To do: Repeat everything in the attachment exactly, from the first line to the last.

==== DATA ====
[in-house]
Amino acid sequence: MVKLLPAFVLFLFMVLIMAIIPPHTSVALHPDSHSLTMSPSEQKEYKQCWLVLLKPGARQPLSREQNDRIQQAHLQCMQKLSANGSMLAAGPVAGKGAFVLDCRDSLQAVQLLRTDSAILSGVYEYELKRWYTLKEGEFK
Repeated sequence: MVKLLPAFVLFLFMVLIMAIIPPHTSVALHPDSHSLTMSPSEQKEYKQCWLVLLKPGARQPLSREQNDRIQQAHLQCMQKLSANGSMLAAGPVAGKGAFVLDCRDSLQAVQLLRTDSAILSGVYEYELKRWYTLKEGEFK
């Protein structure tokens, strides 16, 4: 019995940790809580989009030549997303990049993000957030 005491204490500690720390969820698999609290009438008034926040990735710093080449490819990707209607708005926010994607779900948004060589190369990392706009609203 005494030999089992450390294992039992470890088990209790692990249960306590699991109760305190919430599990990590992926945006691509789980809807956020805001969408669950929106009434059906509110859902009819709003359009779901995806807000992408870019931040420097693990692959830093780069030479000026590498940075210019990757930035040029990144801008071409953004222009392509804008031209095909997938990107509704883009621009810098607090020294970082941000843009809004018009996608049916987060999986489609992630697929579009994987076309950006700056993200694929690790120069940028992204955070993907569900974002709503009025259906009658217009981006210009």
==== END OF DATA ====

[in-house]
Amino acid sequence: MVKLLPAFVLFLFMVLIMAIIPPHTSVALHPDSHSLTMSPSEQKEYKQCWLVLLKPGARQPLSREQNDRIQQAHLQCMQKLSANGSMLAAGPVAGKGAFVLDCRDSLQAVQLLRTDSAILSGVYEYELKRWYTLKEGEFK
Repeated sequence: MVKLLPAFVLFLFMVLIMAIIPPHTSVALHPDSHSLTMSPSEQKEYKQCWLVLLKPGARQPLSREQNDRIQQAHLQCMQKLSANGSMLAAGPVAGKGAFVLDCRDSLQAVQLLRTDSAILSGVYEYELKRWYTLKEGEFK
């Protein structure tokens, strides 16, 4: 019995940790809580989009030549997303990049993000957030 005491204490500690720390969820698999609290009438008034926040990735710093080449490819990707209607708005926010994607779900948004060589190369990392706009609203 005494030999089992450390294992039992470890088990209790692990249960306590699991109760305190919430599990990590992926945006691509789980809807956020805001969408669950929106009434059906509110859902009819709003359009779901995806807000992408870019931040420097693990692959830093780069030479000026590498940075210019990757930035040029990144801008071409953004222009392509804008031209095909997938990107509704883009621009810098607090020294970082941000843009809004018009996608049916987060999986489609992630697929579009994987076309950006700056993200694929690790120069940028992204955070993907569900974002709503009025259906009658217009981006210009």